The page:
Dr. Z, out and about. I made mention of this when Paul Zimmerman suffered a series of debilitating strokes, but it bears mentioning again: Zimmerman was a formative influence on yrs truly. His crotchety, detail-obsessed, no-bullshit work was the spiritual predecessor of UFR and this blog's desire to find a number that corroborates any belief it happens to have. In my first heady years of broadband internet I absorbed every word he wrote for what was then CNNSI.com. A couple years ago I bought a used copy of "The New Thinking Man's Guide To Pro Football" and—this is unusual when it comes to sports books for me—read it.
So the stroke was pretty harsh, and it's good that Zimmerman is both alive and mobile but tragic that the strokes have left him bereft of the thing that was his stock and trade:
The e-mails suddenly stopped last autumn. Zimmerman, better known to the readers of Sports Illustrated as "Dr. Z," suffered a series of strokes that left him unable to speak or write.
There was a fundraiser for Dr. Z a few days ago that endeavors to get him in an expensive, specialized program that might restore his ability to do these things. It's at a place you might be familiar with:
The event, along with an online memorabilia auction, is expected to raise more than $125,000 to help offset the costs of a six-week immersion program at the University of Michigan. Most of the treatment, aimed at getting Zimmerman behind a keyboard again, is not covered by insurance.
Again: I hope he makes it back.
That's a zinger. As you might imagine, Syracuse blog Troy Nunes Is An Absolute Magician is intimately familiar with the various nonsensical utterances of Greg Robinson and enjoys them in a fashion that has only recently ceased to be ironic. So of course it caught this gem from a long fluff piece in the Free Press:
"In his mind, [Troy Woolfolk] saw himself paddling uphill with two real good corners playing ahead of him...All of the sudden he had the opportunity to compete for a starting job and he took to it like a duck to water.”
Yes, our defensive coordinator just accused someone of paddling uphill.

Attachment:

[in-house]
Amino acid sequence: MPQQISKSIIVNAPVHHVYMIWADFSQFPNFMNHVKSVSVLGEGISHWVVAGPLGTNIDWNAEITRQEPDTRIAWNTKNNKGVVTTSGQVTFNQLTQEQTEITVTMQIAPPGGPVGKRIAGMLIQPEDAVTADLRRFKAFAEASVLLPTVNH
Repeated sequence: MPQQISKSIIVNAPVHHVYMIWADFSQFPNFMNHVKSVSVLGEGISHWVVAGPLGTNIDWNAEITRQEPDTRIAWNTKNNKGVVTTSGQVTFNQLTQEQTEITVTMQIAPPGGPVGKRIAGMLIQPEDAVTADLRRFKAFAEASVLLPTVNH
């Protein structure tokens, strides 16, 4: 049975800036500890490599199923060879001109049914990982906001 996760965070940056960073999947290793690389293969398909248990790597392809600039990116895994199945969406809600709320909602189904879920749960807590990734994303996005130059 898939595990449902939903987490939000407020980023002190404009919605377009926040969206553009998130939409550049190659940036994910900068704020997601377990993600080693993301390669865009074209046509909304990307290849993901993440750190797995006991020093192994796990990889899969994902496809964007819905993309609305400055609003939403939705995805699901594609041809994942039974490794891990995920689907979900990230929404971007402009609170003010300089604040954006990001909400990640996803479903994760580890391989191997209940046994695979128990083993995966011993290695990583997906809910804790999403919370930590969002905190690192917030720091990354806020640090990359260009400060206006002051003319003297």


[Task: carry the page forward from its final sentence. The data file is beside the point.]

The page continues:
Also of note is Robinson's wholly unique approach to defense. He likes aggression. Desmond Howard:
He told me he's going to have his defense as an aggressive defense, a defense that's going to keep pressure on quarterbacks so they can never get comfortable.
I can tell you that in my ten thousand years covering college football I have never heard a defensive coordinator suggest he would be anything other than a piteous mewling fraidy-cat, and this new "aggressive" mantra both thrills and frightens me, like the opportunity to make out with Paris Hilton.
But wait! There's more! Robinson's philosophical inspiration appears to be the comments section/message board on this very blog. Howard again:
Remember that little fishbowl that your teacher used to have on her desk with the goldfish in it? Imagine 11 piranhas in that thing. It's like a frenzy.
Imagine 11 "douchey" MGoBlog posters in that thing: dead quarterbacks. Opponents averaging 20 yards per game. Meticulously spelled and punctuated game recaps. Let's get to it. (NOTE TO ATHLETIC DEPARTMENT: I expect a Rose Bowl ring out of this.)
Upon this, we can all agree. This is treading dangerously close to politics, which is verboten in this place, so let this not suggest any opinion one way or the other about abortion. On this subject, I believe exactly what you believe.
But one thing we can all agree on is that Notre Dame is a strange island in the sea of time populated mostly by strange bitter short insecure impolite people and one enormous mofo who may be Sam Young but probably isn't and seems pretty cool:
Sitting president makes the gesture of providing a commencement speech, is extremely gracious and polite, and gets spittle flecked on him and booed. It's a cult, I say.
Etc.: College Game Balls gets all mathematical with nonconference schedules. The Pac-10 wins handily, and that's without considering the fact that their fourth "nonconference" game is an average Pac-10 team instead of Delaware State. The Weis-record-omission thing? Eh… overblown.